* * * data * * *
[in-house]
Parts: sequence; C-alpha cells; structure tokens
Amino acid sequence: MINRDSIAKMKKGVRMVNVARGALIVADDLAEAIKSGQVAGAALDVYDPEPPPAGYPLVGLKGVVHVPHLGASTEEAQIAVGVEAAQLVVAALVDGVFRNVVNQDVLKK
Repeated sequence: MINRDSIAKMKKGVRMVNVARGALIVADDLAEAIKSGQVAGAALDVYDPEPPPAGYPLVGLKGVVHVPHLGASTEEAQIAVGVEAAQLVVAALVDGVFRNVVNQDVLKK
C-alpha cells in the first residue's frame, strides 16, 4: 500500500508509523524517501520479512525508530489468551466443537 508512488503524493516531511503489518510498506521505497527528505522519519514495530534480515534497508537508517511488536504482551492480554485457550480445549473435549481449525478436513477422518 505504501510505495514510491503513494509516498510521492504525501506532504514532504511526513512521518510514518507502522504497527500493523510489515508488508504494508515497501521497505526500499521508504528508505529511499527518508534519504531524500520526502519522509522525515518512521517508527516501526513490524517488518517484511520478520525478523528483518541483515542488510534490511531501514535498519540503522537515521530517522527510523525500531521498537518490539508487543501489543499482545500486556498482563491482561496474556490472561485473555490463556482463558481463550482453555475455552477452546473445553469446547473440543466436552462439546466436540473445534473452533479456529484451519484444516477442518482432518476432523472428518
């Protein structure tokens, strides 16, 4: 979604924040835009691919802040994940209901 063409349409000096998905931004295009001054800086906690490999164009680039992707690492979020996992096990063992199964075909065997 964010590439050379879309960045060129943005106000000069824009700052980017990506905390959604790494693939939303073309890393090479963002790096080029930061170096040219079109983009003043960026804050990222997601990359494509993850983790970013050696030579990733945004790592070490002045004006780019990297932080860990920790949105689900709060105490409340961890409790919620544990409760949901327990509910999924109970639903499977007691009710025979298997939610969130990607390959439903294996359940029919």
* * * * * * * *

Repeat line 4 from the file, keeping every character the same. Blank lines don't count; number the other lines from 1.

Repeated sequence: MINRDSIAKMKKGVRMVNVARGALIVADDLAEAIKSGQVAGAALDVYDPEPPPAGYPLVGLKGVVHVPHLGASTEEAQIAVGVEAAQLVVAALVDGVFRNVVNQDVLKK